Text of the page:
In what’s become an annual ritual for Mitchell Scholars at Bowdoin, members of the 2023 cohort gathered this fall to strengthen their fellowship over cones and cups at Gelato Fiasco in downtown Brunswick.
Organized this year by Lilly Curtis, the 2022 Mitchell Scholar from Boothbay Region High School and sophomore Biology major, and Edie Salzig, the 2020 Mitchell Scholar from Ellsworth High School and senior Physics major (the two at far right in the photo above), the informal gathering proved once again to be a chance for first-year Mitchell Scholars to get the scoop from their elders on all things Bowdoin as well as how to make the most of the Mitchell Institute’s programs and opportunities.
For Salzig, who organized last year’s outing at Gelato Fiasco with Hunter Steele, a 2019 Scholar from Lewiston High School who graduated from Bowdoin last May with a degree in Religion and Economics, the desire to keep the tradition alive stems from her first-year experience, “deep into the pandemic.”
“That first semester, Bowdoin had mostly just freshmen on campus, so everyone could have their own room,” Salzig said. “For so many reasons, including a feeling of isolation, that time was incredibly difficult for me.”
Fortunately for Salzig, an older Mitchell Scholar at Bowdoin kindled some connection during that dark time.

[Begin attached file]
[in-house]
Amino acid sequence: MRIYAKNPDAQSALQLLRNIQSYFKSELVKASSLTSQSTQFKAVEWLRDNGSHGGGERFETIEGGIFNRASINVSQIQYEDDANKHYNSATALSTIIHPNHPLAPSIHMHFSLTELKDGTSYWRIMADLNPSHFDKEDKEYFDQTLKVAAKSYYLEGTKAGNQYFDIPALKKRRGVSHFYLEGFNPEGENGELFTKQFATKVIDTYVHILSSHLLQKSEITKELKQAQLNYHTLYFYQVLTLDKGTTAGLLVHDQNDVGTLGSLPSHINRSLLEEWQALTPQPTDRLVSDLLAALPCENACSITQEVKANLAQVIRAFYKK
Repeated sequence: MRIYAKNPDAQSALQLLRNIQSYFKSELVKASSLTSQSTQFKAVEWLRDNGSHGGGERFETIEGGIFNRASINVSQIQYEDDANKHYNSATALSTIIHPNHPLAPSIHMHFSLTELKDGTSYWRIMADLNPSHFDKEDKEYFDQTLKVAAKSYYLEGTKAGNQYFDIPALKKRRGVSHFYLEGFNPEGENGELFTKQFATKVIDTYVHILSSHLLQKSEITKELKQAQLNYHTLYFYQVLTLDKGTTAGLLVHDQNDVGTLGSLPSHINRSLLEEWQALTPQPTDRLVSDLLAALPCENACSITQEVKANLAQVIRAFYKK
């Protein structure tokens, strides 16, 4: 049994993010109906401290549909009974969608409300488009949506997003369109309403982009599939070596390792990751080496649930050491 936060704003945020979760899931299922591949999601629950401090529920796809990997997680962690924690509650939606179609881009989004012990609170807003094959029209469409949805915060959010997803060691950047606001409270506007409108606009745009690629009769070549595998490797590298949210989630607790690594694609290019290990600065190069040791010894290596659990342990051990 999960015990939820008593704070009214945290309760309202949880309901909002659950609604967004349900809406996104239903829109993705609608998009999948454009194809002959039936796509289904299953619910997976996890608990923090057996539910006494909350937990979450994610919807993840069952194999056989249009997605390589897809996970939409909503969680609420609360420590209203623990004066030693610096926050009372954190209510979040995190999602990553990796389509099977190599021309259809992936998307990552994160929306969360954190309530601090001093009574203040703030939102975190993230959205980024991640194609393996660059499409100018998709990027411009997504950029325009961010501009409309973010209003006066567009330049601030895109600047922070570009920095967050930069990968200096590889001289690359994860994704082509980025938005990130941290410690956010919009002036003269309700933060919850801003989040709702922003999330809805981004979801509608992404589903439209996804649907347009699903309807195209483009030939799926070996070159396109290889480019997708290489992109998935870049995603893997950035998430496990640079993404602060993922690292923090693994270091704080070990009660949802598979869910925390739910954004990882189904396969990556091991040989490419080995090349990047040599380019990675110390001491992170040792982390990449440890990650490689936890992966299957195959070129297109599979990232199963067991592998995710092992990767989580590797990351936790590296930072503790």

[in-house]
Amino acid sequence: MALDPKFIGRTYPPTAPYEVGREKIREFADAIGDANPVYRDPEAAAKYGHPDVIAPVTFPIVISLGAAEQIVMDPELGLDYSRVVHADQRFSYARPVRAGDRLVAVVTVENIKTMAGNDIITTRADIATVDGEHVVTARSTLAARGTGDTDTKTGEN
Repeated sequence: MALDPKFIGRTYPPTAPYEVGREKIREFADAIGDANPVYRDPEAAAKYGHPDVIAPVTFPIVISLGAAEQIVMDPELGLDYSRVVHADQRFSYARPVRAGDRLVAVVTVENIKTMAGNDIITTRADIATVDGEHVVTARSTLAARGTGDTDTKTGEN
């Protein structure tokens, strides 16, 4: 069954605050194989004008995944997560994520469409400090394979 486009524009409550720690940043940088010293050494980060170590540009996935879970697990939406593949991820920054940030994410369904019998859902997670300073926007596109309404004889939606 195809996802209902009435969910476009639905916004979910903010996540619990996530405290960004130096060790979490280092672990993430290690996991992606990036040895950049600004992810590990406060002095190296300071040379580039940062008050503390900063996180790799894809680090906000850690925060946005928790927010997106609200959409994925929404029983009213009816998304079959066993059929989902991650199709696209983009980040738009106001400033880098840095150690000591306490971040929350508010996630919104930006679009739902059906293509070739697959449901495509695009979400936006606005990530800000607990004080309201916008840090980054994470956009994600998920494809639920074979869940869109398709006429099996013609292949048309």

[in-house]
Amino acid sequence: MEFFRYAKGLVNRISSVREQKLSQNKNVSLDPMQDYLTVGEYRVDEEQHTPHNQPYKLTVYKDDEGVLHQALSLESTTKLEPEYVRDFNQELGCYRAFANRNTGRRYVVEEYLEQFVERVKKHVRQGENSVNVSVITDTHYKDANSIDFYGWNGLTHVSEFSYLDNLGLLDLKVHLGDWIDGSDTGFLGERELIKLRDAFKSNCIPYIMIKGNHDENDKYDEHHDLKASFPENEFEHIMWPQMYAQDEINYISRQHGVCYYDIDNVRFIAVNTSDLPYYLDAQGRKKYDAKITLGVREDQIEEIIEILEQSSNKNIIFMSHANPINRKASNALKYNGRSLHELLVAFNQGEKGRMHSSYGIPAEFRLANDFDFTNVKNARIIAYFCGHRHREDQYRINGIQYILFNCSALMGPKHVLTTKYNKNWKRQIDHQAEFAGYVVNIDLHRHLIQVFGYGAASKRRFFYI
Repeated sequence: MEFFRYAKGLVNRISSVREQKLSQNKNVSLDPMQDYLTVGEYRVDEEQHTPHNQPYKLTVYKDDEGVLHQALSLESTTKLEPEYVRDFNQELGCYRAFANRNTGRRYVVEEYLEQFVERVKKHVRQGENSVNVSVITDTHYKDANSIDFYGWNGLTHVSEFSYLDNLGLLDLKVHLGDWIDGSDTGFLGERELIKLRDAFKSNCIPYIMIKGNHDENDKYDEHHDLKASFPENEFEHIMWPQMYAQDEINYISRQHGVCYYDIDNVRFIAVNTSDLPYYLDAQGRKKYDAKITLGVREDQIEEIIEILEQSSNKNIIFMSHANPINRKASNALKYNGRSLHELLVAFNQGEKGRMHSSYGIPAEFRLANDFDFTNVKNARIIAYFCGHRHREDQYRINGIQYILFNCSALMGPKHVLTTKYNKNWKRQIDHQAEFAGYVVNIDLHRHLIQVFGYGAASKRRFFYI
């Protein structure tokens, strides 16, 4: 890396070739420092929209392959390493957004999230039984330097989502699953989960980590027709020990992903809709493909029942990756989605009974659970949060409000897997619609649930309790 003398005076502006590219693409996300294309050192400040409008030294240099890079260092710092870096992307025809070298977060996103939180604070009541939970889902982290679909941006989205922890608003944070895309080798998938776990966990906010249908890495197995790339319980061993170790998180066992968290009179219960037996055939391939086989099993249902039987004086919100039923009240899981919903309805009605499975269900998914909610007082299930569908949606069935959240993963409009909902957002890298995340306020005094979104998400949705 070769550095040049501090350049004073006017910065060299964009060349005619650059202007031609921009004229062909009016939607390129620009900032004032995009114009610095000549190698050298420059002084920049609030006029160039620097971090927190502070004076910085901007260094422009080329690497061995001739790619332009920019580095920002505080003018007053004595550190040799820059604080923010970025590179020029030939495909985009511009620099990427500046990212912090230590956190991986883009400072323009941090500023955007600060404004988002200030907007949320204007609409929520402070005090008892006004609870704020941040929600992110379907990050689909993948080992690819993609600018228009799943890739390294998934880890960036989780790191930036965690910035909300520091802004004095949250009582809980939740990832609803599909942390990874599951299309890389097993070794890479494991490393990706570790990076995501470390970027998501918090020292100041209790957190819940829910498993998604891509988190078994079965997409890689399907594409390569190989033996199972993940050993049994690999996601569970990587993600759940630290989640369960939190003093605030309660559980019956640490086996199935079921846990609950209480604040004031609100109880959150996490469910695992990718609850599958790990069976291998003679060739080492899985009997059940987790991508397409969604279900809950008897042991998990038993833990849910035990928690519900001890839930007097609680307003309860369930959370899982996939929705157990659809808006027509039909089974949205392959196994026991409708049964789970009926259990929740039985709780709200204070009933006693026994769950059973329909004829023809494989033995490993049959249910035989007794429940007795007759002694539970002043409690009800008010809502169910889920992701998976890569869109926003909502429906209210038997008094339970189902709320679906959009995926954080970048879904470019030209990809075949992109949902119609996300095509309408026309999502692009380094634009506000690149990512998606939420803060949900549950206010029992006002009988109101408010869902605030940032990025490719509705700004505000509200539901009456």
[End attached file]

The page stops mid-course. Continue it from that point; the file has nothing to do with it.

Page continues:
“I found community and friends at a Mitchell Scholar game night put on by Lilly Tedford, the Scholar ambassador at that time,” Salizg said. “I serve as an ambassador because it is a chance for me to bring people together, especially freshmen, so they can find community among other Mitchell Scholars as I did my first year.”
For Curtis, accepting the offer to co-lead this year’s gathering was a chance to pay forward what Salzig and Steele did for her last year.
“The Mitchell Institute is really incredible and provides some amazing opportunities for students. Being a Mitchell Scholar allows me to have a bigger platform in sharing those opportunities with other Scholars,” Curtis said. “It’s also really fun and encouraging to arrange outings as groups so everyone can get to know each other better and to make sure they know there’s a supportive community within the Mitchell Institute.”
As Salzig said there was “never a lull in discussion, and everyone contributed to the conversation,” she got the feeling that “everyone was eager to make new connections.” That’s why this likely won’t be a one-and-done year for her and Curtis as campus ambassadors.
“It’s often difficult to gather Scholars together for campus activities because we’re all so busy,” Salzig said. “But when I asked the group what events they might enjoy in the future, they mentioned that pizza is always appreciated, as are movies and game nights. I am hopeful that Lilly and I will be able to put together another gathering soon.”
If you are a campus ambassador seeking advice and support on how to host activities that create connection and community among Mitchell Scholars at your school, please be in touch with us at firstname.lastname@example.org.
Photo ID’s left to right: Lydia Branson, 2023 Mitchell Scholar from Cape Elizabeth High School and first-year Pre-Law major at Bowdoin; Jack Smart, the 2023 Mitchell Scholar from South Portland High School and first-year Government and Legal Studies major at Bowdoin; Joseph Lemieux, the 2023 Mitchell Scholar from Maine School of Science and Mathematics and first-year Computer Science major at Bowdoin; Ayanna Hatton, the 2020 Mitchell Scholar from Freeport High School and senior Biochemistry major at Bowdoin; Curtis; and Salzig.